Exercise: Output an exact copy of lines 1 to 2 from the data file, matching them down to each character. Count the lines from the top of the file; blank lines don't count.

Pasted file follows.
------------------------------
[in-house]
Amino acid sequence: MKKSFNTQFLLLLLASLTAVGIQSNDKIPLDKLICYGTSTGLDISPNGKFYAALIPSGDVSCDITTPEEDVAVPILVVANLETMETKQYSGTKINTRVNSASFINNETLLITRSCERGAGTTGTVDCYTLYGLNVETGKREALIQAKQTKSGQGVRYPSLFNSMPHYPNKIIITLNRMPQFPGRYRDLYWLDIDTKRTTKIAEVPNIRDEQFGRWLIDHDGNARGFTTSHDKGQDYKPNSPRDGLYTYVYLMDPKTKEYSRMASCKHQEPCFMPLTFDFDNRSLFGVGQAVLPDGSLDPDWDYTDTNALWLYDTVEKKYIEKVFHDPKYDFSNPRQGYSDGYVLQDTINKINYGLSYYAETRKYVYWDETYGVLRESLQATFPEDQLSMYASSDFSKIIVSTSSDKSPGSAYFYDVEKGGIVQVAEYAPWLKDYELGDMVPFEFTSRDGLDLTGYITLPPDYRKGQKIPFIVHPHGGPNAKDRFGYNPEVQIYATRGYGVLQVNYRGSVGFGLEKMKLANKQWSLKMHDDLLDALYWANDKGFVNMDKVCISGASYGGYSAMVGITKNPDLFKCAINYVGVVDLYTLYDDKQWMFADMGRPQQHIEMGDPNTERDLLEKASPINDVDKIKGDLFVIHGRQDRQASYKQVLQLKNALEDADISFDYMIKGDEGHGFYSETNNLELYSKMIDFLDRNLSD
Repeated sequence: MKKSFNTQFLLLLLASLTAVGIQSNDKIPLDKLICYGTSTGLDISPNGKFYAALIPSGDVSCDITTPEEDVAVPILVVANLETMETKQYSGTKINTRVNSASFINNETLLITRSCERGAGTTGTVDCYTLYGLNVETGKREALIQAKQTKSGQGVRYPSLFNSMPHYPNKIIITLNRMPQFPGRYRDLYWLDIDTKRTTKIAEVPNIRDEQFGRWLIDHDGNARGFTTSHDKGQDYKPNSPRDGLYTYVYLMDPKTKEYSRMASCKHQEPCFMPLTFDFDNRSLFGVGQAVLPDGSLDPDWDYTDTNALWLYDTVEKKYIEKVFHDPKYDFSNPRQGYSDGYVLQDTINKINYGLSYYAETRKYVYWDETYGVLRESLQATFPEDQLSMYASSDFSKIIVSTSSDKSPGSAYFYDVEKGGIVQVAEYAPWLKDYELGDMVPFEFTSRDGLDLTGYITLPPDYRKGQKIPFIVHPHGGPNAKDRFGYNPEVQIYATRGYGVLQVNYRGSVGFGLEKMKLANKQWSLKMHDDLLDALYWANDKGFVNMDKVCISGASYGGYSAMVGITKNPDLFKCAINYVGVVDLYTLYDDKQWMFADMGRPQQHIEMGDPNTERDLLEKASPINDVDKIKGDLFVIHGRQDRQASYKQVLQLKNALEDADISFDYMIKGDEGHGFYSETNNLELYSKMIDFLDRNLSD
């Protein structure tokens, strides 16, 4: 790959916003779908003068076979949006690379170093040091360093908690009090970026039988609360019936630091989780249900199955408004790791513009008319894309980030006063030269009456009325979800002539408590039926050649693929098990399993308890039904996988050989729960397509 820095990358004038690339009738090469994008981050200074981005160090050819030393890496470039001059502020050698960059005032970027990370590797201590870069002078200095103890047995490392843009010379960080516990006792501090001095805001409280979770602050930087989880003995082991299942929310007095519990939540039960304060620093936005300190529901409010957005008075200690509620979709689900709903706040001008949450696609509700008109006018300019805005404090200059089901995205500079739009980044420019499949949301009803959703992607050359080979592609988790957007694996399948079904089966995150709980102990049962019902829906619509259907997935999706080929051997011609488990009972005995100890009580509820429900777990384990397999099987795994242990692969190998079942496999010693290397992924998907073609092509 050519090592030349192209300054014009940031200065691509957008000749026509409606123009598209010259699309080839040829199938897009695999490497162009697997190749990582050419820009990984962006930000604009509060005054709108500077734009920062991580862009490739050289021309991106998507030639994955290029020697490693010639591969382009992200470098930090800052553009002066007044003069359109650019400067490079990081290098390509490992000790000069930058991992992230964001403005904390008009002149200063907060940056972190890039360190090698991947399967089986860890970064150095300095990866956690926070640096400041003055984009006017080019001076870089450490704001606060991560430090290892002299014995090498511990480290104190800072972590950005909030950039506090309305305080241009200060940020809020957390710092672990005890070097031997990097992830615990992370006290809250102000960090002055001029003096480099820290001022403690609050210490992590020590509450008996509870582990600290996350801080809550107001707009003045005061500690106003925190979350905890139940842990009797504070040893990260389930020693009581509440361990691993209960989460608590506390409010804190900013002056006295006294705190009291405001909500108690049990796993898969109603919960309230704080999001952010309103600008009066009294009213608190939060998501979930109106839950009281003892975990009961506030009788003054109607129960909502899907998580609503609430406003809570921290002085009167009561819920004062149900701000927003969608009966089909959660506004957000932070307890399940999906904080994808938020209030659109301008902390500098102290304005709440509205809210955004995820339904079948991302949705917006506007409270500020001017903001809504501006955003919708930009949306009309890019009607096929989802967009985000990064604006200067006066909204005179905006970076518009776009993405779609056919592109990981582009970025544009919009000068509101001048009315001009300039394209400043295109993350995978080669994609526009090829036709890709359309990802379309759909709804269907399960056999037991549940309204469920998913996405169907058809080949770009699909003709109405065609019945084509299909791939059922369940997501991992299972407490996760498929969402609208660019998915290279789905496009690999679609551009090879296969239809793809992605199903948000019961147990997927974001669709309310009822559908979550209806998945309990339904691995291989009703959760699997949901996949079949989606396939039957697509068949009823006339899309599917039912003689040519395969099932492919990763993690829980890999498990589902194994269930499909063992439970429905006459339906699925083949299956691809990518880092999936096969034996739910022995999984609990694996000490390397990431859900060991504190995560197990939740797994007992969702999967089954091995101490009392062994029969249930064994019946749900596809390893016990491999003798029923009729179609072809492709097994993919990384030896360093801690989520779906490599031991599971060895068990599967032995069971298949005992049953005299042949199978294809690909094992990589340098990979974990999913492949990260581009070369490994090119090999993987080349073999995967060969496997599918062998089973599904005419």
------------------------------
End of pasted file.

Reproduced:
[in-house]
Amino acid sequence: MKKSFNTQFLLLLLASLTAVGIQSNDKIPLDKLICYGTSTGLDISPNGKFYAALIPSGDVSCDITTPEEDVAVPILVVANLETMETKQYSGTKINTRVNSASFINNETLLITRSCERGAGTTGTVDCYTLYGLNVETGKREALIQAKQTKSGQGVRYPSLFNSMPHYPNKIIITLNRMPQFPGRYRDLYWLDIDTKRTTKIAEVPNIRDEQFGRWLIDHDGNARGFTTSHDKGQDYKPNSPRDGLYTYVYLMDPKTKEYSRMASCKHQEPCFMPLTFDFDNRSLFGVGQAVLPDGSLDPDWDYTDTNALWLYDTVEKKYIEKVFHDPKYDFSNPRQGYSDGYVLQDTINKINYGLSYYAETRKYVYWDETYGVLRESLQATFPEDQLSMYASSDFSKIIVSTSSDKSPGSAYFYDVEKGGIVQVAEYAPWLKDYELGDMVPFEFTSRDGLDLTGYITLPPDYRKGQKIPFIVHPHGGPNAKDRFGYNPEVQIYATRGYGVLQVNYRGSVGFGLEKMKLANKQWSLKMHDDLLDALYWANDKGFVNMDKVCISGASYGGYSAMVGITKNPDLFKCAINYVGVVDLYTLYDDKQWMFADMGRPQQHIEMGDPNTERDLLEKASPINDVDKIKGDLFVIHGRQDRQASYKQVLQLKNALEDADISFDYMIKGDEGHGFYSETNNLELYSKMIDFLDRNLSD